Presences from Aforetime - Bridge Records

The first CD dedicated entirely to Anthony Korf’s work, the recently released “Presences from Aforetime” on Bridge records presents a wide cross-section of instrumental works written over a fifteen- year period, including the composer’s third symphony from 2007. The album title and that of the opening work, is drawn from a famous Thomas Hardy poem, “The Two Houses” which muses on the past and the inevitability of change and loss.  Presences from Aforetime earned a place on Fanfare Magazine‘s 2009 “Want List” of top recordings.


Click here to purchase (via Riverside Symphony)

The symphony, a substantial work of almost half an hour, is a dramatic work of somewhat programmatic content, concerning a nostalgic, rather melancholy meditation on the passage of time and the irrevocable changes in life and landscape it causes. These reflections and similar ideas in the ensemble piece Presences were invoked by reflecting on the way a mere half-century’s history had altered the mood and nature of some specific locations, and extrapolating to what the future might hold. The evocative score suggests some reminiscences of Sibelius and Bartók in a modern but tonally based idiom. The little solo pieces are lighter in mood, lively character pieces which allude to the composer’s love of jazz, without being in any sense ‘crossover’ works.


Symphony No. 2 – New World Records

Anthony Korf’s Symphony No. 2, “Blue Note” from 1987 is one of three outstanding American works featured on Riverside Symphony’s debut album for New World Records. Korf’s refreshing symphony in three movements is among the earliest classical compositions to incorporate a synthesizer within the orchestral fabric.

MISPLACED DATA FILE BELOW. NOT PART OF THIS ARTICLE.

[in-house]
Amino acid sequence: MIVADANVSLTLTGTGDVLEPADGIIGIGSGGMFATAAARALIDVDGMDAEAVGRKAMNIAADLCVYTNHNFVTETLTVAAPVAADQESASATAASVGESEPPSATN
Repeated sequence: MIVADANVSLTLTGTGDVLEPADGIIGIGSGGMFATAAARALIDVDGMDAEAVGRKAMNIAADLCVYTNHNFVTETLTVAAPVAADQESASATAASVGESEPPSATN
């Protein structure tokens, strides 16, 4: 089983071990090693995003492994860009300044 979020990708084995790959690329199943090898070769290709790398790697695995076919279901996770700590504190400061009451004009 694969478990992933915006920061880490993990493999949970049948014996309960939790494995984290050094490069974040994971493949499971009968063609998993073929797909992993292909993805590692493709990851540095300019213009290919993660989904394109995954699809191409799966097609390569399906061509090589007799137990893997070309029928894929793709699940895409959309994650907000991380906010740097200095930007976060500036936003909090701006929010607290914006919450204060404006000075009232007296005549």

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Anthony Korf’s Symphony No. 2 (Blue Note) has a walking bass line that propels the orchestra through difficult rhythms. The harmonic language is unpredictable and varied, at times a simple tonal one, at others unapologetically dissonant, contingent upon the character of what is being developed. The overall mood, as the title might indicate, is slightly melancholic, though tinged with different shades of blue.

-Mark Swed, 7 DAYS

“It invites further listening. Although he gave the work the subtitle “Blue Note”, Mr. Korf was careful about lapsing in to the vernacular. Occasionally, a muted trumpet or a bent flute notes suggests a bluesy subtext; but overall, the language is gently atonal and both the movement structure and the orchestra texture (which include a sparingly deployed synthesizer) are balanced with taste and sobriety.”


The Living Daylights – Summit Records

Trumpet legend Raymond Mase commissioned Anthony Korf’s “The Living Daylights” for this Summit records release featuring a collection of virtuoso showpieces. Korf’s entry is more openly jazzy than most of his works; the second movement imagines the lone soloist supported throughout by a big band in the Count Basie mold.